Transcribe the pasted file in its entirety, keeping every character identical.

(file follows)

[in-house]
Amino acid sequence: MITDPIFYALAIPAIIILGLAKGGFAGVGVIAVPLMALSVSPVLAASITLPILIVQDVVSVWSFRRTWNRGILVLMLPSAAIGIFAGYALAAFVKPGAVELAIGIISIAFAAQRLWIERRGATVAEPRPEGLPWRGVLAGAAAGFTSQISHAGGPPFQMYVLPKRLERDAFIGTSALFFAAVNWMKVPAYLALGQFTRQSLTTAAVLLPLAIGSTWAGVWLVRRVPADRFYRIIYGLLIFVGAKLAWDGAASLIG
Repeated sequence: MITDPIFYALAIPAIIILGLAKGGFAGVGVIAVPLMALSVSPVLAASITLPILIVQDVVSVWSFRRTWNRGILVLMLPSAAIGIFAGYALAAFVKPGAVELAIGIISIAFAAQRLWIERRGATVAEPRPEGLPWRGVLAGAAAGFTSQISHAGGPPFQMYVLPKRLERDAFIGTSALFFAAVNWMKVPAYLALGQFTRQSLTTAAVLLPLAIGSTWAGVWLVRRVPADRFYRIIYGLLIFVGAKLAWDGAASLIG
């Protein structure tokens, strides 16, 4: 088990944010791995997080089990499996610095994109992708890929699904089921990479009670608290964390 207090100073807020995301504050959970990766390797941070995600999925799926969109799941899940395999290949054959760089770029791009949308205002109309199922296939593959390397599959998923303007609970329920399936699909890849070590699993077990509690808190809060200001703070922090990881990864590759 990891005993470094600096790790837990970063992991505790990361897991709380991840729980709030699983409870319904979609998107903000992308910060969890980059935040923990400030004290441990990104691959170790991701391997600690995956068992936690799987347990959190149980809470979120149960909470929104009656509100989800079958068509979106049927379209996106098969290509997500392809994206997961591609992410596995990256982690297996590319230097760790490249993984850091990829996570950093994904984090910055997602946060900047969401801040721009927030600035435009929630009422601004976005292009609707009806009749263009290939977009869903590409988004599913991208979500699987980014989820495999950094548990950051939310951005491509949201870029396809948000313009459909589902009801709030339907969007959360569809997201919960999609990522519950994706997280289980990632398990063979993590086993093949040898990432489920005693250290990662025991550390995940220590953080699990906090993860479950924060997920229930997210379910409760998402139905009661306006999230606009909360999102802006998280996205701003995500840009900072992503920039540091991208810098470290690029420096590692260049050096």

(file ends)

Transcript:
[in-house]
Amino acid sequence: MITDPIFYALAIPAIIILGLAKGGFAGVGVIAVPLMALSVSPVLAASITLPILIVQDVVSVWSFRRTWNRGILVLMLPSAAIGIFAGYALAAFVKPGAVELAIGIISIAFAAQRLWIERRGATVAEPRPEGLPWRGVLAGAAAGFTSQISHAGGPPFQMYVLPKRLERDAFIGTSALFFAAVNWMKVPAYLALGQFTRQSLTTAAVLLPLAIGSTWAGVWLVRRVPADRFYRIIYGLLIFVGAKLAWDGAASLIG
Repeated sequence: MITDPIFYALAIPAIIILGLAKGGFAGVGVIAVPLMALSVSPVLAASITLPILIVQDVVSVWSFRRTWNRGILVLMLPSAAIGIFAGYALAAFVKPGAVELAIGIISIAFAAQRLWIERRGATVAEPRPEGLPWRGVLAGAAAGFTSQISHAGGPPFQMYVLPKRLERDAFIGTSALFFAAVNWMKVPAYLALGQFTRQSLTTAAVLLPLAIGSTWAGVWLVRRVPADRFYRIIYGLLIFVGAKLAWDGAASLIG
């Protein structure tokens, strides 16, 4: 088990944010791995997080089990499996610095994109992708890929699904089921990479009670608290964390 207090100073807020995301504050959970990766390797941070995600999925799926969109799941899940395999290949054959760089770029791009949308205002109309199922296939593959390397599959998923303007609970329920399936699909890849070590699993077990509690808190809060200001703070922090990881990864590759 990891005993470094600096790790837990970063992991505790990361897991709380991840729980709030699983409870319904979609998107903000992308910060969890980059935040923990400030004290441990990104691959170790991701391997600690995956068992936690799987347990959190149980809470979120149960909470929104009656509100989800079958068509979106049927379209996106098969290509997500392809994206997961591609992410596995990256982690297996590319230097760790490249993984850091990829996570950093994904984090910055997602946060900047969401801040721009927030600035435009929630009422601004976005292009609707009806009749263009290939977009869903590409988004599913991208979500699987980014989820495999950094548990950051939310951005491509949201870029396809948000313009459909589902009801709030339907969007959360569809997201919960999609990522519950994706997280289980990632398990063979993590086993093949040898990432489920005693250290990662025991550390995940220590953080699990906090993860479950924060997920229930997210379910409760998402139905009661306006999230606009909360999102802006998280996205701003995500840009900072992503920039540091991208810098470290690029420096590692260049050096």